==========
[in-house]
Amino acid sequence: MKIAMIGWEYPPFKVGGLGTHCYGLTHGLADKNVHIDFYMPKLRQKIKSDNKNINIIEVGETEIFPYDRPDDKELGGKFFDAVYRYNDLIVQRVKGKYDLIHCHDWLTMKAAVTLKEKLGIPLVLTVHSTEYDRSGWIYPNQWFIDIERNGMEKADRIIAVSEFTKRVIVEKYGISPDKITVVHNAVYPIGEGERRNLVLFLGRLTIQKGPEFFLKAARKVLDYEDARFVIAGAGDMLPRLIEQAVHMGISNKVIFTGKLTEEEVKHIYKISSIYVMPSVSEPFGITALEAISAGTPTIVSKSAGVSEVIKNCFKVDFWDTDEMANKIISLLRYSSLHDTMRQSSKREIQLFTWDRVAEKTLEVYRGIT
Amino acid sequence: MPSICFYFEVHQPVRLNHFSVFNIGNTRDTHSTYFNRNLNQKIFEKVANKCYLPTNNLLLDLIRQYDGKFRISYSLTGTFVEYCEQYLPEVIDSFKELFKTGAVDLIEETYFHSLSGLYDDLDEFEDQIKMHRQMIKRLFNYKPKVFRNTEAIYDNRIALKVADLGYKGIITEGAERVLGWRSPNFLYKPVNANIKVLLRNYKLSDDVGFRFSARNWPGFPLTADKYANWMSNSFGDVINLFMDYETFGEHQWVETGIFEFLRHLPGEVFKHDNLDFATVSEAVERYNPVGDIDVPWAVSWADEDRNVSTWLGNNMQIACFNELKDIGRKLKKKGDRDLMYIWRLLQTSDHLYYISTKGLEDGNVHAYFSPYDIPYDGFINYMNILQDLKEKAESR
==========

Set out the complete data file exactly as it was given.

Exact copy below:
[in-house]
Amino acid sequence: MKIAMIGWEYPPFKVGGLGTHCYGLTHGLADKNVHIDFYMPKLRQKIKSDNKNINIIEVGETEIFPYDRPDDKELGGKFFDAVYRYNDLIVQRVKGKYDLIHCHDWLTMKAAVTLKEKLGIPLVLTVHSTEYDRSGWIYPNQWFIDIERNGMEKADRIIAVSEFTKRVIVEKYGISPDKITVVHNAVYPIGEGERRNLVLFLGRLTIQKGPEFFLKAARKVLDYEDARFVIAGAGDMLPRLIEQAVHMGISNKVIFTGKLTEEEVKHIYKISSIYVMPSVSEPFGITALEAISAGTPTIVSKSAGVSEVIKNCFKVDFWDTDEMANKIISLLRYSSLHDTMRQSSKREIQLFTWDRVAEKTLEVYRGIT
Amino acid sequence: MPSICFYFEVHQPVRLNHFSVFNIGNTRDTHSTYFNRNLNQKIFEKVANKCYLPTNNLLLDLIRQYDGKFRISYSLTGTFVEYCEQYLPEVIDSFKELFKTGAVDLIEETYFHSLSGLYDDLDEFEDQIKMHRQMIKRLFNYKPKVFRNTEAIYDNRIALKVADLGYKGIITEGAERVLGWRSPNFLYKPVNANIKVLLRNYKLSDDVGFRFSARNWPGFPLTADKYANWMSNSFGDVINLFMDYETFGEHQWVETGIFEFLRHLPGEVFKHDNLDFATVSEAVERYNPVGDIDVPWAVSWADEDRNVSTWLGNNMQIACFNELKDIGRKLKKKGDRDLMYIWRLLQTSDHLYYISTKGLEDGNVHAYFSPYDIPYDGFINYMNILQDLKEKAESR